DAIRYCULTURES: "Cultures of dairying: gene-culture-microbiome evolution and the ancient invention of dairy foods"
The ERC-funded project DairyCultures will investigate the unique biological and cultural relationships between humans, livestock, and microbes, using Mongolia, a country where a substantial proportion of the rural diet consists of dairy products and where dairying has been practiced for more than 3,500 years, as a model.
Despite its global economic importance, basic questions about the origins and role of dairying in early human societies are still unanswered. The inability to digest milk sugar, or lactose, in adults is an ancestral human trait and only a few human populations have genetic variants that allow continued milk digestion into adulthood, a trait known as lactase persistence.
However, lactase persistence does not consistently appear in the archaeological record until more than 5,000 years after the origins of dairying and some dairying populations do not have it at all. This has left archaeologists with a puzzling problem, a “milk paradox,” regarding how and why ancient peoples developed milk into a dietary resource and what other factors besides lactase persistence may have been involved in this process.
There is now a growing body of evidence that microbes have played important roles in prehistoric dairying. The DairyCultures project, led by Christina Warinner, will use cutting-edge techniques to test, among other things, hypotheses regarding the relationship between the gut microbiome and lactose digestion in Mongolian dairy herders, as well as how dairying arose in Mongolian prehistory.
Microbes on the Move Conference
For millennia, milk products have been a core part of the dietary economy of the Eurasian steppes. After the end of state socialism, millions of people in the countryside again rely on their livestock for survival. All over the region, milk is overwhelmingly produced by family farms, with microbes playing a central role in creating storable long-lasting products.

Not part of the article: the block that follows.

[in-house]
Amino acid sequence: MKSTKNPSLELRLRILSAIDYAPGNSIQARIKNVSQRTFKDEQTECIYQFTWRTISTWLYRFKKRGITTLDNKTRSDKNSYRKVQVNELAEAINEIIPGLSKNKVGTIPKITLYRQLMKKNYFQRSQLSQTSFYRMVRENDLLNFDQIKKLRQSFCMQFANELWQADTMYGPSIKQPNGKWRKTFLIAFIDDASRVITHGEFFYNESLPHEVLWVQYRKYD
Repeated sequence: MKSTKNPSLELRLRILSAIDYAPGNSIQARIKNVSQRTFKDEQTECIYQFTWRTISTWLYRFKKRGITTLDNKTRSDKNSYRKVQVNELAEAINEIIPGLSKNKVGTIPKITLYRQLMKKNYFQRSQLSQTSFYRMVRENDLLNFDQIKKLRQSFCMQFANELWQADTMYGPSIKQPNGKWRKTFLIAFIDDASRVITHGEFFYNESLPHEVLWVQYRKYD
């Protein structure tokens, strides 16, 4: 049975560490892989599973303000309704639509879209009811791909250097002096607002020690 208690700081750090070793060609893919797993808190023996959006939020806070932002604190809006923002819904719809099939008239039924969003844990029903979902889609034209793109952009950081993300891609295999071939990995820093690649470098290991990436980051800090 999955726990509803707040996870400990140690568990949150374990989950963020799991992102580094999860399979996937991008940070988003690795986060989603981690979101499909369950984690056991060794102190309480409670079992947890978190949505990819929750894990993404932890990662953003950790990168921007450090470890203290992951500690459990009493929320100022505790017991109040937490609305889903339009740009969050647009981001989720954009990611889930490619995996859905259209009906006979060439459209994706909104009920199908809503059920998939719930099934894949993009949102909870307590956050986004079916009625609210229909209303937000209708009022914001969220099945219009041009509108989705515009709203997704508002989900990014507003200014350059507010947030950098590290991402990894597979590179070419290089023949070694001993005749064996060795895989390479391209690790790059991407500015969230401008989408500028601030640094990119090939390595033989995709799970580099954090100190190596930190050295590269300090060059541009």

With an interdisciplinary approach that will bridge the gap between cultural heritage, contemporary economies and microbial biodiversity, this conference will bring together a diverse group of scientists, livestock owners, civil society actors and state employees from Mongolia, Kyrgyzstan, Russia, China and Germany.
Working on past and contemporary dairying in Mongolia and Kyrgyzstan, together we will discuss the archaeology, history and contemporary trends of dairying in the Eurasian steppe. The central aim of the conference is threefold:
First, to foster collaboration between practitioners, civil society organizations and researchers in order to develop protocols to identify and preserve peasant milk microbes and to increase herd health. In light of the growing influence of standardized starter cultures imported from abroad, this will help to protect the dairying variety of the steppes.
Secondly, this project will start an open dialog regarding the preservation of these unique microbial cultures in culture banks. Such preservation will ensure open and continued access to unique starter cultures for future generations.
Third, in light of recent advances in genetics and archaeology, understanding the diversity of modern dairy foods and practices will be instrumental to shed light on the co-evolution of humans and dairying microbes through comparison with archaeological finds.